After a summer of fun and relaxation, it’s once again time for back to school.
Cue booing and hissing from the kids.
Cue jubilant celebrating from the parents.
As we pack lunches and put names on backpacks, let’s take a moment to think about what we as parents can do to help with our children’s education. I asked my husband, an elementary school teacher, to ask his many educator friends what their suggestions were for having a successful school year. Here are some of their responses:
Teachers and staff want your child to be successful. Sometimes that takes parent support, patience, and a whole school year.
So true. As we have found with our son, it does indeed take a village to raise a kid (Thanks Hillary!) and sometimes that village includes a social worker, a psychiatrist, and a whole host of others who are invested in and interested in your child succeeding. Our son has a bro-crush on Steampunk Eddie, a local celebrity who won the grand prize on the Game Show Network’s reality competition “Steampunk’d.” When we see Eddy out and about, he never fails to stop and talk with our son about his life and what he’s doing. Knowing that there is someone out there that cares for them outside of their immediate family can be huge. One of my husband’s colleagues takes our daughter out for “girl’s night” on occasions and it gives our daughter a chance to get out and do girly things and talk about things with another female that might be too uncomfortable with her two dads.
Put your kids’ needs ahead of your own.
But don’t forget that parenting is hard work, so if you need to, ask for help or get a sitter so you can relax and recharge once in a while. You’ll be a better parent if you do.
Put your kids on a bedtime/wake up schedule minimum one week before school starts.
This one is tough after a summer of late nights and a schedule that is hardly routine, but it needs to be done. Screen time needs to stop at least an hour before bed as that will help the kids unplug and get a good night’s sleep. I am not a doctor, but ours has recommended small doses of melatonin to help get the kids to fall asleep when they are having trouble winding down. Our chiropractor recommends warm baths with lavender to help calm them down too. My parents told me when I was a kid that I could stay up as late as I wanted to, but I had to be reading and in my bed. Well played Mom and Dad, well played. Not only did you foster my life-long love of reading, but you also gave me a way to settle in and relax. The only exception to this is when I discovered Stephen King. There were quite a few sleepless nights after reading “Salem’s Lot.”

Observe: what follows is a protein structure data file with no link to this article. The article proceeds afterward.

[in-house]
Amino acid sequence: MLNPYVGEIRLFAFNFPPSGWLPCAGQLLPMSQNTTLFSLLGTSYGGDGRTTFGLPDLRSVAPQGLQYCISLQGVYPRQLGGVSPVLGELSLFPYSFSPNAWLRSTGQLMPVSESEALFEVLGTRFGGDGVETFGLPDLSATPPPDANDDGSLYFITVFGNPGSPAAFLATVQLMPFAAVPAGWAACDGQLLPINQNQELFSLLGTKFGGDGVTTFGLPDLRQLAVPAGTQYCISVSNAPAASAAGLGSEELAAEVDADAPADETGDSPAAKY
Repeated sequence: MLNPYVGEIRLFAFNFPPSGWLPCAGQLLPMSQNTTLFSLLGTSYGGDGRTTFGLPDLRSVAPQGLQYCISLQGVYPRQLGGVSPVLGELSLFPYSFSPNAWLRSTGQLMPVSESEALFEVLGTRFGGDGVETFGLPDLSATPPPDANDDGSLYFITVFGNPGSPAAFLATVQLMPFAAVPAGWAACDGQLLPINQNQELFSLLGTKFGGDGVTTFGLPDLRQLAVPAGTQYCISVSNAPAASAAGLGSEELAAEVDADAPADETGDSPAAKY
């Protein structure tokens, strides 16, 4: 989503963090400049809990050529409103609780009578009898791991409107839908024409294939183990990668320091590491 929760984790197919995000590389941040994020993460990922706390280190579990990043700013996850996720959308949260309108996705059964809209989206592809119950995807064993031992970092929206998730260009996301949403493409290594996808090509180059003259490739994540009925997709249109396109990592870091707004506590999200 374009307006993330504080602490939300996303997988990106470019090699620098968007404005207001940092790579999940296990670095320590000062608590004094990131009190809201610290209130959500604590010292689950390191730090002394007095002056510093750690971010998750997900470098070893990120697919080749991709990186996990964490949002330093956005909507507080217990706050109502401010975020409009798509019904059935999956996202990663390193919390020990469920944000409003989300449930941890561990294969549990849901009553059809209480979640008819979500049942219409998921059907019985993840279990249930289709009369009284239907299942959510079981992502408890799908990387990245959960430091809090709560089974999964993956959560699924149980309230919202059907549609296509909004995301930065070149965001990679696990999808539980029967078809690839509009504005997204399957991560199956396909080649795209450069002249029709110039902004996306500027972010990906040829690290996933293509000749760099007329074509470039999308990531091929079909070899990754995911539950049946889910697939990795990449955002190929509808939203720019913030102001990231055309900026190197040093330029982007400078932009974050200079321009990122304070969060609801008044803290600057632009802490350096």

Make sure they do their homework and play a part in assisting if they need help.
Each day, ask your child if they have homework. If possible, that should be the first thing down once they arrive home for the night. I know that schedules can get ridiculous, but this is a MUST! The longer you and your kid put off the work, the harder it will be to finish and do correctly. If you need help, don’t be afraid to contact the teacher and ask for clarification/assistance.
And on that thread: It is important for you to talk to your kids about their school work and what they are learning. Even if you don’t understand a homework assignment, just the process of your child explaining it to you shows that you value what they are learning.